Second, these parents probably had no idea what the future held for their children. Neither do we! But it is clear they prepared their sons for whatever might come their way. They prepared them by making sure God was central in their lives. Every time their parents called their names, for example, these boys were reminded of their foundational spiritual identity.

Third, the parents made sure the boys were taught the Torah (the Law) and they learned it well. This is why Daniel and his friends refused to eat the food or drink the wine offered them by the Babylonian king. They knew it had been sacrificed to false gods and they weren’t about to have anything to do with idols, even if it cost them their lives (Daniel 1:8ff). The parents taught the young men how to pray and their first crisis in captivity led them to pray together throughout the night (Daniel 2:17-18). The parents taught them to worship God and him only (Daniel 3:12). They taught them that God was powerful to deliver them and protect them and was worthy of their trust (Daniel 3:16-18). Most of all, these wise parents taught their children to know who they were and what kind of people God wanted them to be.

Finally, the fourth and, perhaps, the most important aspect of Daniel and his companions’ development as strategic Kingdom influencers was receiving God’s sovereign grace (favor).

God granted Daniel favor and compassion in the sight of the commander of the officials” (Daniel 1:9).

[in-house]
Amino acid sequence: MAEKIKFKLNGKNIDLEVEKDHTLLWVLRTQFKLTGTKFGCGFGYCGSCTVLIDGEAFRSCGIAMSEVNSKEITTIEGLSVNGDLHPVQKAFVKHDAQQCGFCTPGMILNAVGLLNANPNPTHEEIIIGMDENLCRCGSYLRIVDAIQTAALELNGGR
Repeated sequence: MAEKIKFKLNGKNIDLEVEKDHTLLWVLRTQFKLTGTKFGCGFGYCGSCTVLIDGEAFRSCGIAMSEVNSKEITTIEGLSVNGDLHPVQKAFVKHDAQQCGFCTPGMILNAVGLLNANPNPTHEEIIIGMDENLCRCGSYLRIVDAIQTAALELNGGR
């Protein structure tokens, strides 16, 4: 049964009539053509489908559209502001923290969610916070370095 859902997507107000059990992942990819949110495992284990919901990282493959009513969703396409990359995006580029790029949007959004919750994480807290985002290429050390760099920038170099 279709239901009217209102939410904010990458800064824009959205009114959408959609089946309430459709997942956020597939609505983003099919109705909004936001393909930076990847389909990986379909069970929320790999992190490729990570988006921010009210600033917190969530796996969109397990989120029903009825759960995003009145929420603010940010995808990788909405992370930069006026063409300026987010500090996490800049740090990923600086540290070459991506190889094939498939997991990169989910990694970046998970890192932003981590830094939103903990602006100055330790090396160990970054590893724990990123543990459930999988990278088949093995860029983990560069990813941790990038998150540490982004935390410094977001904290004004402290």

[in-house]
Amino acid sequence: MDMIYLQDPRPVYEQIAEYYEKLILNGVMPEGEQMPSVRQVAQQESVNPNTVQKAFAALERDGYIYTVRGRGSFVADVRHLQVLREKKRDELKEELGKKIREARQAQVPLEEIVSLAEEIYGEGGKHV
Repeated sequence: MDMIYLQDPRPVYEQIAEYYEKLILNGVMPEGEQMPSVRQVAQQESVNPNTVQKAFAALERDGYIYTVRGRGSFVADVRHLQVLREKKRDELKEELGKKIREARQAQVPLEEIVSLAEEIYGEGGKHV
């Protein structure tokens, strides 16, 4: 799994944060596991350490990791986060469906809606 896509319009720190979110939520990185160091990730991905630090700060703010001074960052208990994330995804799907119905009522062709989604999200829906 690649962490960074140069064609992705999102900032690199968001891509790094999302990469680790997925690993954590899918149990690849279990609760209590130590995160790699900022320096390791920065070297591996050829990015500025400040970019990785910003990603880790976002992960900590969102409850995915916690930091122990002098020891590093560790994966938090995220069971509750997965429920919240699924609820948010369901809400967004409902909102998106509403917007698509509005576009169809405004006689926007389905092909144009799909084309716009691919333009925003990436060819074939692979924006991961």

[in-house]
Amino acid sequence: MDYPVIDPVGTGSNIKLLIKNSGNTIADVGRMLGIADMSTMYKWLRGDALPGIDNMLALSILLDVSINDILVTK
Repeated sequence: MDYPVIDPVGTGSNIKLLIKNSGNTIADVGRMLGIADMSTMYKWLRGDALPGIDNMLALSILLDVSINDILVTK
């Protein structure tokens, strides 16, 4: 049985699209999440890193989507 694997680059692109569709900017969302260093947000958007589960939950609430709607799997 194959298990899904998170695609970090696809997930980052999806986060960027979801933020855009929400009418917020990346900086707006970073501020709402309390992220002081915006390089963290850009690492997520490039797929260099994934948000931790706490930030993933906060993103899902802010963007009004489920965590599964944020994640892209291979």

“And as for these four youths, God gave them knowledge and intelligence in every branch of literature and wisdom; Daniel even understood all kinds of visions and dreams” (Daniel 1:17).

“And the king talked with them, and out of them all not one was found like Daniel, Hananiah, Mishael, and Azariah…. As for every matter of expertise and understanding about which the king consulted them, he found them ten times better…. And Daniel continued until the first year of King Cyrus” (Daniel 1:19-21).

God granted Daniel and his friends knowledge, intelligence, and wisdom. God gave them spiritual discernment. As a result, those who ruled the world found the young Hebrew men to be ten times better than their Babylonian peers. Now, that’s what I call strategic influence! And that’s precisely what we hope to realize in the lives of students. In the words of the Providence School mission statement, our goal is to “prepare students for lives of purpose, equipped with the knowledge, wisdom, and character found in God’s unchanging truth.”

Facebook and Instagram influencers won’t stand a chance.

Read more:

A Blueprint for a Distinctly Christian Education by Soo Chang

Treks, Rocks, Logs, and Spiritual Formation by Rod Meadth

Intellectual Preparation: Shooting Hoops with “KD” by Soo Chang

A New Generation Expresses its Skepticism and Frustration with Christianity by the Barna Group

Learn more:

For more information on distinctly Christian education at Providence School, contact Tawny Kilpper, admissions director, at tkilpper@providencesb.org